Dead Company Walking


MoviePass had more than 3 million member at its peak. It offered cardholders "the chance to see one movie per day at the theater of their choice for just $9.95 a month". Great deal, horrible business model! As Time Magazine described in an insightful 2022 post-mortem:

In 2017, the data-analytics firm Helios and Matheson bought 51% of the company for $25 million. To increase subscribers, Helios and Matheson wanted to run a “promotion” dropping the price to $9.95 a month. [Founder Stacy] Spikes, who had experimented with price points ranging from $19.99 to $49.99 over the years, was not wild about the idea. The average movie-ticket price in the U.S. was $8.97, so users would have access to near unlimited movies for just over the price of a single ticket. In the press, Lowe and Ted Farnsworth, CEO of Helios and Matheson, said they hoped MoviePass would work like a gym membership: plenty of people pay the monthly fee and never go, so the gym turns a profit. Here’s the problem: people don’t like running on a treadmill; they do like going to the movies. 

Gaining subscribers (and posting spectacular revenue growth) isn't hard when you are giving away free money. It's not surprising that "by the first half of 2018, MoviePass members were buying 6.6% of all movie tickets in the U.S." However, MoviePass' business model was not sustainable – as was painfully obvious to any market observer at the time. Losses reportedly came out to about $30 per customer per month. The company even tried to limit their financial losses by invalidating their users' passwords when they bought too many tickets. In 2018,  Helios and Matheson (HMNY) posted a $329M loss. The service closed down in September 2019 and then in 2020, parent company Helios and Matheson filed for Chapter 7 bankruptcy. During the liquidation process, nobody came forward to buy the MoviePass assets from the bankruptcy trustee (the name and trademarks were later acquired for a mere $140K). Needless to say, shareholders got no recovery whatsoever; their shares were worthless. It's a shame, especially since Helios and Matheson was a moderately profitable company before the disastrous MoviePass acquisition (it even turned a net profit in 2013).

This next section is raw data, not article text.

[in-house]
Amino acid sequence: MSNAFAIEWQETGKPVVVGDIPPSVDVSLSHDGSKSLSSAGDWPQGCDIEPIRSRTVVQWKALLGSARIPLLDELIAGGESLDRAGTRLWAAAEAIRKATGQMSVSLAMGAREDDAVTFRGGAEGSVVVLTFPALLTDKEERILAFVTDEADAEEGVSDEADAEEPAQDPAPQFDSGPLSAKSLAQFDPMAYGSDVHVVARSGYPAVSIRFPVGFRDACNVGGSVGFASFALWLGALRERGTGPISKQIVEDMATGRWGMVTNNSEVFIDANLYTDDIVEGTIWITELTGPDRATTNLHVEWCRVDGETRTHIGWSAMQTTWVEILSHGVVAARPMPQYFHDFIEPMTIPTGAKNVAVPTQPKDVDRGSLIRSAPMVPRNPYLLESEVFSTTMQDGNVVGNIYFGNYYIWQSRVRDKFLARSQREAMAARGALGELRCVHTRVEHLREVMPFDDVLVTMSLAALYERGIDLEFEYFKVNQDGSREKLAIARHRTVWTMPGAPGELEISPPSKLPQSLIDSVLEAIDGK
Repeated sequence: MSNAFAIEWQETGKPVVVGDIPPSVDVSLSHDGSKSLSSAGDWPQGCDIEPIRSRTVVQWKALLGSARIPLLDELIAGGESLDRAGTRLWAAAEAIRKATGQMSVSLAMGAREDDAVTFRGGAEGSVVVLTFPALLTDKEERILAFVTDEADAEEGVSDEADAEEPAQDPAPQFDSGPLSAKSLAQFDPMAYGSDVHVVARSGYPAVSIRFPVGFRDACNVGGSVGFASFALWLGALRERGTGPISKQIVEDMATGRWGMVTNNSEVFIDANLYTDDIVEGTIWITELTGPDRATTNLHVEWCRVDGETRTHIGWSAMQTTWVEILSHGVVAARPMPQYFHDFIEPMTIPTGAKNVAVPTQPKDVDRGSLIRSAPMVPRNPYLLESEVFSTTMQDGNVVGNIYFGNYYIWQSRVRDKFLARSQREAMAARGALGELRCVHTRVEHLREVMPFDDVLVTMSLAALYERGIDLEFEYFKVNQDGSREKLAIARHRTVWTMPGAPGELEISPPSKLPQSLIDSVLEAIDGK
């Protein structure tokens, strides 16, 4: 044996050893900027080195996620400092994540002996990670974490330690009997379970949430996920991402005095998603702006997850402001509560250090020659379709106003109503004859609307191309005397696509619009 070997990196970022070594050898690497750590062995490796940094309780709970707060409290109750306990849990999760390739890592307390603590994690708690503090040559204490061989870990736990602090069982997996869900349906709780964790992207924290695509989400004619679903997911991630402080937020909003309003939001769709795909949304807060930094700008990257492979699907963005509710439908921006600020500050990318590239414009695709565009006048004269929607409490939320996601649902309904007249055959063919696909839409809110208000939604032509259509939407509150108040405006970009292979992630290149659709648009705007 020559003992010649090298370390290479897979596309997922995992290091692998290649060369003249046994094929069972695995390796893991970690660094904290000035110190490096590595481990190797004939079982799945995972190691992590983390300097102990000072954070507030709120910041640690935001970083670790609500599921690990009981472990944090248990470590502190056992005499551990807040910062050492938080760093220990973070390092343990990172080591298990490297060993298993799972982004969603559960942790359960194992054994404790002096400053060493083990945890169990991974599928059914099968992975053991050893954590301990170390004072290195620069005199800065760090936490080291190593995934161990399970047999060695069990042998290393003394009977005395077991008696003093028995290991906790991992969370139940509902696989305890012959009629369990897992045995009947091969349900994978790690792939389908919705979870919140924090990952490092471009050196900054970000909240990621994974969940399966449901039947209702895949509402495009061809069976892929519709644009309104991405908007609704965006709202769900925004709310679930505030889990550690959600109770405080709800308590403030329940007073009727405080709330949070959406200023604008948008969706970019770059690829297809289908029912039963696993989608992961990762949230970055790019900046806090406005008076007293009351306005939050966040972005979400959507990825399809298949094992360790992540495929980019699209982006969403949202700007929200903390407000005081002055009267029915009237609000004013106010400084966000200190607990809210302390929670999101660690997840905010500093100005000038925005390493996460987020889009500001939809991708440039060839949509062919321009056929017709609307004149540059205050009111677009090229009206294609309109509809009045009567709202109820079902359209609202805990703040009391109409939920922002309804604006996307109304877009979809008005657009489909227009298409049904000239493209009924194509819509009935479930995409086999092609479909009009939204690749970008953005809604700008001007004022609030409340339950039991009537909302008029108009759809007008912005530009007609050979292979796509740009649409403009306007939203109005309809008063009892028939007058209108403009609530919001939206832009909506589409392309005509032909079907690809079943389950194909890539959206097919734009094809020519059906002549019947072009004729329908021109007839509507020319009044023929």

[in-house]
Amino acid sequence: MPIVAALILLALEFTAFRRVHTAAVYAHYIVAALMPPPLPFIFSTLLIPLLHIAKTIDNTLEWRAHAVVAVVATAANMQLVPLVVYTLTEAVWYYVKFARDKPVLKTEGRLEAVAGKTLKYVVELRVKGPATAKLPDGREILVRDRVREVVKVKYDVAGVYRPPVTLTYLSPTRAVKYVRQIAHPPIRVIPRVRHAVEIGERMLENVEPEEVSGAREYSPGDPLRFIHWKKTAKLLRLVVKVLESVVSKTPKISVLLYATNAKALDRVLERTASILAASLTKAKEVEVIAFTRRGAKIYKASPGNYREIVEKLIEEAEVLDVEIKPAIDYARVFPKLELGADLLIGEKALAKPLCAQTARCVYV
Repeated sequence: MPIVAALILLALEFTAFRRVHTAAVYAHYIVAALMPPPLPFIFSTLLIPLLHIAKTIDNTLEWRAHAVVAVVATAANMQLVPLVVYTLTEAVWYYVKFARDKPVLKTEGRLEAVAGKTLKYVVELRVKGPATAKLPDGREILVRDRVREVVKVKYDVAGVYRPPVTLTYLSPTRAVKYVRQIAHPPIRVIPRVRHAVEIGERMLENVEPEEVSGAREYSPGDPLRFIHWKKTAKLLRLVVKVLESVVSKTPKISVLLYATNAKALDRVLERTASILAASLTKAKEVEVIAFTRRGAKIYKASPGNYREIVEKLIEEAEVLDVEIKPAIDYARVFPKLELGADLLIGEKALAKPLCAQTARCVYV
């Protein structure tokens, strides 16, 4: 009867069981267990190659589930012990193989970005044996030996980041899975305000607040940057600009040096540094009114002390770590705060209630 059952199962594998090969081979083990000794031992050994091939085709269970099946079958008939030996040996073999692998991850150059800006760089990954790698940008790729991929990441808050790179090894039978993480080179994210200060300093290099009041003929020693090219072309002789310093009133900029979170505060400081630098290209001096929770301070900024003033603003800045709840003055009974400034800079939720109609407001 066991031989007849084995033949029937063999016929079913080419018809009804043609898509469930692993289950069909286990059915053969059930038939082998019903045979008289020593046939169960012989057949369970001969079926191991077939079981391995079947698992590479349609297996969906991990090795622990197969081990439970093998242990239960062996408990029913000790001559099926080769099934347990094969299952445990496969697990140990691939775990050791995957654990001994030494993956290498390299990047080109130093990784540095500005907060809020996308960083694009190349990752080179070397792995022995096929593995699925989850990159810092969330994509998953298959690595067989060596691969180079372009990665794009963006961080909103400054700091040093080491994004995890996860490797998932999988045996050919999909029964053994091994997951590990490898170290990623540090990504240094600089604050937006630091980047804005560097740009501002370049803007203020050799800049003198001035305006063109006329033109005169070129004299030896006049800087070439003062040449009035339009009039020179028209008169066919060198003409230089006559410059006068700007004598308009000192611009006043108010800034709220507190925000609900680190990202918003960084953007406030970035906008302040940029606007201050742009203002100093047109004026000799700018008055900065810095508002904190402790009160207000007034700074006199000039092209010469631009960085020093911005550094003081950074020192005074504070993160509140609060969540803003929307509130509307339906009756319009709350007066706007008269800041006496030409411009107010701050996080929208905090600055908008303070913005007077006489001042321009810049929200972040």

This is website is not associated with Dead Companies Walking, though we highly recommend the book